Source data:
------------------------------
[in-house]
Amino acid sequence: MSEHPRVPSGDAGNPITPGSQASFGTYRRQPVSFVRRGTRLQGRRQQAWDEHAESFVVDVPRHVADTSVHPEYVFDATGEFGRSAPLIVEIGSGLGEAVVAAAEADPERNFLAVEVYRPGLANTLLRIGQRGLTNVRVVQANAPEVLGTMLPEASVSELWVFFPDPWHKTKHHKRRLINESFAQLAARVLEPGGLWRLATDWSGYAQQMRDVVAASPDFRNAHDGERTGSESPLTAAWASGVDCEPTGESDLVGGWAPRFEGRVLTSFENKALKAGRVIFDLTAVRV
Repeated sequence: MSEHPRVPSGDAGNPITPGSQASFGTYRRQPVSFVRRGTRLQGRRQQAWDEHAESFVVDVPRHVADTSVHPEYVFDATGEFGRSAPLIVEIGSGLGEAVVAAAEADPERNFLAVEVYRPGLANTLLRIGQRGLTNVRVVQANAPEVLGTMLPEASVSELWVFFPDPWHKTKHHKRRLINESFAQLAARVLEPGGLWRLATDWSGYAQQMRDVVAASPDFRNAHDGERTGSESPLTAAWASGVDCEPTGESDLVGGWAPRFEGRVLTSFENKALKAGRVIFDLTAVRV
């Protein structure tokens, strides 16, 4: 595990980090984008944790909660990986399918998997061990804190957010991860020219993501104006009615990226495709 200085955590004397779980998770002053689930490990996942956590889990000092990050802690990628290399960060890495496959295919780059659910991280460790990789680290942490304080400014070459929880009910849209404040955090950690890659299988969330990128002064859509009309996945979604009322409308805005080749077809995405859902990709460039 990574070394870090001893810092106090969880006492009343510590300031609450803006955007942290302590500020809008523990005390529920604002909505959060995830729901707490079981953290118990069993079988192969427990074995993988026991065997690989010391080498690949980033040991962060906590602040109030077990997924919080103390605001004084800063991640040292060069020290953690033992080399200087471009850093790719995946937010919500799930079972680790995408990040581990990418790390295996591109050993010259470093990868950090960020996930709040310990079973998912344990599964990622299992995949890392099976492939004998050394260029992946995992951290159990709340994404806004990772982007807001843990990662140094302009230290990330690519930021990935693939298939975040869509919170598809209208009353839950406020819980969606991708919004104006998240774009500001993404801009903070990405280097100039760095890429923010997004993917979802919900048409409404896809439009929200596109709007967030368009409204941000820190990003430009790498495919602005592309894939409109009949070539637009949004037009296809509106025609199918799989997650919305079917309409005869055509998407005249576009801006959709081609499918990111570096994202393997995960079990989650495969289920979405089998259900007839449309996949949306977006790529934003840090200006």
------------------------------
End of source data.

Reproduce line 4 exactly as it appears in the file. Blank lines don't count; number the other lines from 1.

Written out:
């Protein structure tokens, strides 16, 4: 595990980090984008944790909660990986399918998997061990804190957010991860020219993501104006009615990226495709 200085955590004397779980998770002053689930490990996942956590889990000092990050802690990628290399960060890495496959295919780059659910991280460790990789680290942490304080400014070459929880009910849209404040955090950690890659299988969330990128002064859509009309996945979604009322409308805005080749077809995405859902990709460039 990574070394870090001893810092106090969880006492009343510590300031609450803006955007942290302590500020809008523990005390529920604002909505959060995830729901707490079981953290118990069993079988192969427990074995993988026991065997690989010391080498690949980033040991962060906590602040109030077990997924919080103390605001004084800063991640040292060069020290953690033992080399200087471009850093790719995946937010919500799930079972680790995408990040581990990418790390295996591109050993010259470093990868950090960020996930709040310990079973998912344990599964990622299992995949890392099976492939004998050394260029992946995992951290159990709340994404806004990772982007807001843990990662140094302009230290990330690519930021990935693939298939975040869509919170598809209208009353839950406020819980969606991708919004104006998240774009500001993404801009903070990405280097100039760095890429923010997004993917979802919900048409409404896809439009929200596109709007967030368009409204941000820190990003430009790498495919602005592309894939409109009949070539637009949004037009296809509106025609199918799989997650919305079917309409005869055509998407005249576009801006959709081609499918990111570096994202393997995960079990989650495969289920979405089998259900007839449309996949949306977006790529934003840090200006």